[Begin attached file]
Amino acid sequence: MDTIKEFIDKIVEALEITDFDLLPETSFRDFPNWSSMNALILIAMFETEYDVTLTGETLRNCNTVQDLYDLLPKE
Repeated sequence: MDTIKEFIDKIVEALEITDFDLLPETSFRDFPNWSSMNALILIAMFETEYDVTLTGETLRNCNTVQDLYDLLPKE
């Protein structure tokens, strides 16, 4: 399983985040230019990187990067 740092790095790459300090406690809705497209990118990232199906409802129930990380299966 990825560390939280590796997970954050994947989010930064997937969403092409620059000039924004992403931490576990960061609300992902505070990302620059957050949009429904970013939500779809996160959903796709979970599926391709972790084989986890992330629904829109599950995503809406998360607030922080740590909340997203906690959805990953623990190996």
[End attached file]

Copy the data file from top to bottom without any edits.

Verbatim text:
Amino acid sequence: MDTIKEFIDKIVEALEITDFDLLPETSFRDFPNWSSMNALILIAMFETEYDVTLTGETLRNCNTVQDLYDLLPKE
Repeated sequence: MDTIKEFIDKIVEALEITDFDLLPETSFRDFPNWSSMNALILIAMFETEYDVTLTGETLRNCNTVQDLYDLLPKE
């Protein structure tokens, strides 16, 4: 399983985040230019990187990067 740092790095790459300090406690809705497209990118990232199906409802129930990380299966 990825560390939280590796997970954050994947989010930064997937969403092409620059000039924004992403931490576990960061609300992902505070990302620059957050949009429904970013939500779809996160959903796709979970599926391709972790084989986890992330629904829109599950995503809406998360607030922080740590909340997203906690959805990953623990190996």